Respiratory problems associated with gastroesophageal reflux include laryngitis, hoarseness, chronic cough, asthma, bronchitis, bronchiectasis, aspiration pneumonitis, atelectasis, and hemoptysis. Although most of these patients experience symptoms of gastroesophageal reflux disease, these symptoms are not always present.
Documenting pulmonary aspiration of gastric contents is difficult. A lung scan using radionuclides can be used to document pulmonary aspiration after technetium 99m sulfur colloid is placed in the stomach. If a positive result is found, this may be useful; however, a negative result does not exclude the desire or lack of connection between lung disease and gastroesophageal reflux.
Prolonged pH monitoring may be useful for some patients. Numerous studies have shown an increase in the frequency of reflux in patients with acute and chronic obstructive pulmonary disease. It is generally accepted that gastroesophageal reflux with or without aspiration causes increased airway resistance. Strict antireflux therapy with constant suppression of gastric acid secretion using high doses of proton pump inhibitors. Some patients may need fundoplication (e.g., refractory asthma, apnea associated with gastroesophageal reflux, recurrent aspiration pneumonitis).
Intensive care for gastroesophageal reflux may be beneficial for these patients. Many of the drugs used to treat asthma reduce pressure in the lower sphincter of the esophagus and increase the likelihood of gastroesophageal reflux. Therefore, the medicines used in these patients should be carefully monitored. In addition, patients should not smoke. Patients who fail to improve medical therapy with proton pump inhibitors may require antireflux surgery.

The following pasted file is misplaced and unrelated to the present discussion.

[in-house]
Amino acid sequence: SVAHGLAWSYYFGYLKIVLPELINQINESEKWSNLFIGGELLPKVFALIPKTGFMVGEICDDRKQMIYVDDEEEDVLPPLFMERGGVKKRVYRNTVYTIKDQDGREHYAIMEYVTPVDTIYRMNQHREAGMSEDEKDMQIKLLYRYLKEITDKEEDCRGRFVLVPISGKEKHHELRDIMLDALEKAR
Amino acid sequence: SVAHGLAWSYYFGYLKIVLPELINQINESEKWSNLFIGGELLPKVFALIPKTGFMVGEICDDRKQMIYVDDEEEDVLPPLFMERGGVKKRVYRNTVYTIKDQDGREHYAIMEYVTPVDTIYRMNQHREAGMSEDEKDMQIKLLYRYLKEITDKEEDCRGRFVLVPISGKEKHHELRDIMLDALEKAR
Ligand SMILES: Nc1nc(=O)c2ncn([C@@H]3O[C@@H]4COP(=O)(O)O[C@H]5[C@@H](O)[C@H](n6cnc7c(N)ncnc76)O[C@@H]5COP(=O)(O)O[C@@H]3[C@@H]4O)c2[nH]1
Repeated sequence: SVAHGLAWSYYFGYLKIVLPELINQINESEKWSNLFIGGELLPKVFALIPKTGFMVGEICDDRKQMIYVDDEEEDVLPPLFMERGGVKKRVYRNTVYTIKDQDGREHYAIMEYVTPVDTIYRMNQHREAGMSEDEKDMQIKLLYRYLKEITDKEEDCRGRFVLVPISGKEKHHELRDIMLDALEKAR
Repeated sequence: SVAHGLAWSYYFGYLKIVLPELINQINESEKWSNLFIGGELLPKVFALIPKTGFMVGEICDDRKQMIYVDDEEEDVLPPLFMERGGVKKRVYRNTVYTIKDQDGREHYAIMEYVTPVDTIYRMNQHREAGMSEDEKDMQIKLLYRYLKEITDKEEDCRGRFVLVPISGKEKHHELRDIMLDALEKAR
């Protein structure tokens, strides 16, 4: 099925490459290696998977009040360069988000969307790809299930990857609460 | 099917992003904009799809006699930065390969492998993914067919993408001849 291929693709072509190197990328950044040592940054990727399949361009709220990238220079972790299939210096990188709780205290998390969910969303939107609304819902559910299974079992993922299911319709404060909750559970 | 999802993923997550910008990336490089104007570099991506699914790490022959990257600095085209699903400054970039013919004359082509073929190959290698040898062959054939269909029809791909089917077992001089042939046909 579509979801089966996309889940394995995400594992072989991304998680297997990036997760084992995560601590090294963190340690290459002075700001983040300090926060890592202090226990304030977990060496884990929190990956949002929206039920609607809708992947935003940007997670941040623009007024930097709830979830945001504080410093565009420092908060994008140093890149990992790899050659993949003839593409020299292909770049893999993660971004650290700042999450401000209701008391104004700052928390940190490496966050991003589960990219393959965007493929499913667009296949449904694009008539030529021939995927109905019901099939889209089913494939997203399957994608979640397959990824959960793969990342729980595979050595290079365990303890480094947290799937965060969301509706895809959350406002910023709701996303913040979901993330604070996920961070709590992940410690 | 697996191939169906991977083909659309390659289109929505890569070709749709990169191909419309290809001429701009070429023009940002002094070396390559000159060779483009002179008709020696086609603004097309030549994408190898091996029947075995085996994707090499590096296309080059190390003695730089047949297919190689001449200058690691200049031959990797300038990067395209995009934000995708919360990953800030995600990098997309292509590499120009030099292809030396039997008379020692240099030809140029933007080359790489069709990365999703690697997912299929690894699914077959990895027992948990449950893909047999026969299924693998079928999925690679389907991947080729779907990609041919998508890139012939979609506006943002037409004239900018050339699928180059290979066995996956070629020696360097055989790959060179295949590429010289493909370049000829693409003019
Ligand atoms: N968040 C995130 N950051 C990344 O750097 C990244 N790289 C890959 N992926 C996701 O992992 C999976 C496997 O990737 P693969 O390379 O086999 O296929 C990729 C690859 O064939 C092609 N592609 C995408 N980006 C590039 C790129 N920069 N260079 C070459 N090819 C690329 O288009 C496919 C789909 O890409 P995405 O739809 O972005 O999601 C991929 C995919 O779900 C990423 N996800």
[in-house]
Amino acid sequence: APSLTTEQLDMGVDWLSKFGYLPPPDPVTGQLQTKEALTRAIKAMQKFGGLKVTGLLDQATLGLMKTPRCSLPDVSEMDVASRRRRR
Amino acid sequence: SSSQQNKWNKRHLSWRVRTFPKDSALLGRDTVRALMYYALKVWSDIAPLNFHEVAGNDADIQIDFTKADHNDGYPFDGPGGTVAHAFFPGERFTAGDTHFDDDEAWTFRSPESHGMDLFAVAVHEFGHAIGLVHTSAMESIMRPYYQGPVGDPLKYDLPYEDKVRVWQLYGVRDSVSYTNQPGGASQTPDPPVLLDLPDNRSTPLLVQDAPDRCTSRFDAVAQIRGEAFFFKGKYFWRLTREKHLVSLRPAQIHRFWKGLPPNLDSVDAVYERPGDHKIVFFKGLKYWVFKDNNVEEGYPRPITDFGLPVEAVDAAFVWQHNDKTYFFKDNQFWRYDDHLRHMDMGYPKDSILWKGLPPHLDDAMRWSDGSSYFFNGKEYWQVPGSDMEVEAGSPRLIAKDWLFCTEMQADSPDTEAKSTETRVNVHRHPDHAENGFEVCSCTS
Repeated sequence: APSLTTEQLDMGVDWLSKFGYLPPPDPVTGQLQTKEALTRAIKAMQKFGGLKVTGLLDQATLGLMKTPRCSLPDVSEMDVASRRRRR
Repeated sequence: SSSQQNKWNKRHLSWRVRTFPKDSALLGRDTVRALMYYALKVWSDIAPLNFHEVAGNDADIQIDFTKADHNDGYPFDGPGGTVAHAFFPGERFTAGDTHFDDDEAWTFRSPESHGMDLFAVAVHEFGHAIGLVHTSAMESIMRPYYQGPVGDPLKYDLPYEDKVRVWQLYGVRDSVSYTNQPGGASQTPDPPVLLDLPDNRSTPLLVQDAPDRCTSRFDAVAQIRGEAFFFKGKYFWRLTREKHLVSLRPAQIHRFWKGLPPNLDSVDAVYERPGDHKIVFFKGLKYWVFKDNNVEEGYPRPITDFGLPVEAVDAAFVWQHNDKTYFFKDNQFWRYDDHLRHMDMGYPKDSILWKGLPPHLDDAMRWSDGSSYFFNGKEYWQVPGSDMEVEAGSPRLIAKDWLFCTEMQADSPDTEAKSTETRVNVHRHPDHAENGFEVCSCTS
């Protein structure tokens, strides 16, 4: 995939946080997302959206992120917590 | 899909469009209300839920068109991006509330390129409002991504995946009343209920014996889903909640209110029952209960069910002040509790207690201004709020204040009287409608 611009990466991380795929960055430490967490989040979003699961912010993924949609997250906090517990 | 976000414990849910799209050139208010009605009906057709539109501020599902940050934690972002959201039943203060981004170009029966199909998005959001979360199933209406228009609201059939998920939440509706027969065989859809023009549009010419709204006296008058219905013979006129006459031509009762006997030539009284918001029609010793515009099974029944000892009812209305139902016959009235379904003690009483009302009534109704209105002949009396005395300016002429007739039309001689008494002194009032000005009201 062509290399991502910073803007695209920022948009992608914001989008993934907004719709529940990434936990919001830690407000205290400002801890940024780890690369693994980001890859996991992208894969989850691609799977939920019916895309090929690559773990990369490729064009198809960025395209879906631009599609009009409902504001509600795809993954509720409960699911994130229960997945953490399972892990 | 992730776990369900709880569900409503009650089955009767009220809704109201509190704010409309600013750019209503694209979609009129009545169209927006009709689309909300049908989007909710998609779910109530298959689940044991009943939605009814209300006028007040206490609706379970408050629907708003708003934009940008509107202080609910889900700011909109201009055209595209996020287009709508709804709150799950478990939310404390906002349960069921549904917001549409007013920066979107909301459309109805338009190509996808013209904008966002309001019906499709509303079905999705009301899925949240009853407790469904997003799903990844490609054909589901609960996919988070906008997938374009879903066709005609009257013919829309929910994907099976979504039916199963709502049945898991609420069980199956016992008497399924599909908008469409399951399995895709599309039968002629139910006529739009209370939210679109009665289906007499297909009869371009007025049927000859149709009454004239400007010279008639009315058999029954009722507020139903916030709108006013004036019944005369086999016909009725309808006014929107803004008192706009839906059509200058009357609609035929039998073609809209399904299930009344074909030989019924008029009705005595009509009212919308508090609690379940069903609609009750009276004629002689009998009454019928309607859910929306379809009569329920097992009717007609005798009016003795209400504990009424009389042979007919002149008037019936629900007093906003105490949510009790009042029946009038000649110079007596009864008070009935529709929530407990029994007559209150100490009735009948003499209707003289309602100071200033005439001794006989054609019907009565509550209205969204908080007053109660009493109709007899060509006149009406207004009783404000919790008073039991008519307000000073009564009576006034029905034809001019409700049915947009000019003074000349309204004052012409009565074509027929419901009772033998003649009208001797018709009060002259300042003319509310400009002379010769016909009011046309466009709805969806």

In some patients, chronic reflux esophagitis leads to the replacement of the normal squamous epithelium of the distal esophagus with a specialized metaplastic columnar epithelium called Barrett’s epithelium. Depending on the length of the abnormal tissue, Barrett’s esophagus may be subdivided into Barrett’s esophagus with a short or long segment. The prevalence of Barrett’s esophagus can reach 10-20%. Although Barrett’s esophagus can be seen at any age, most cases go to the doctor after the fourth decade of life.
Barrett’s epithelium consists of a complex mixture of various types of cells, glands and surface architecture, which is usually observed in the small intestine with varying degrees of atrophy.
Stomach ulcer, stricture and adenocarcinoma are complications associated with Barrett’s esophagus. Strictures are characteristic of the middle and lower esophagus with squamous epithelium above and columnar epithelium below the stricture. Esophageal dysplasia and adenocarcinoma were found in Barrett’s epithelium with a prevalence of 3% to 9%.
Changes in the tumor can be multi-focal and can represent the main pathway in the genesis of adenocarcinoma of the lower esophagus and gastric cardia. In any patient with a narrowing of the middle of the esophagus and the formation of stricture, a malignant lesion should be suspected. However, dysplastic and malignant changes may be present in any patient with Barrett’s esophagus.
Most patients with Barrett’s esophagus are treated for reflux esophagitis with high doses of proton pump inhibitors. Despite strict intensive drug therapy, the regression of this metaplastic change has not been documented. Esophagectomy or ablation of the mucous membrane is recommended if severe dysplasia is detected. Removal of the mucous membrane can be achieved by photodynamic therapy followed by laser ablation or cauterization of the probe using a laser or bipolar heater. These procedures are still not widespread and not available, with the exception of a special tertiary medical center.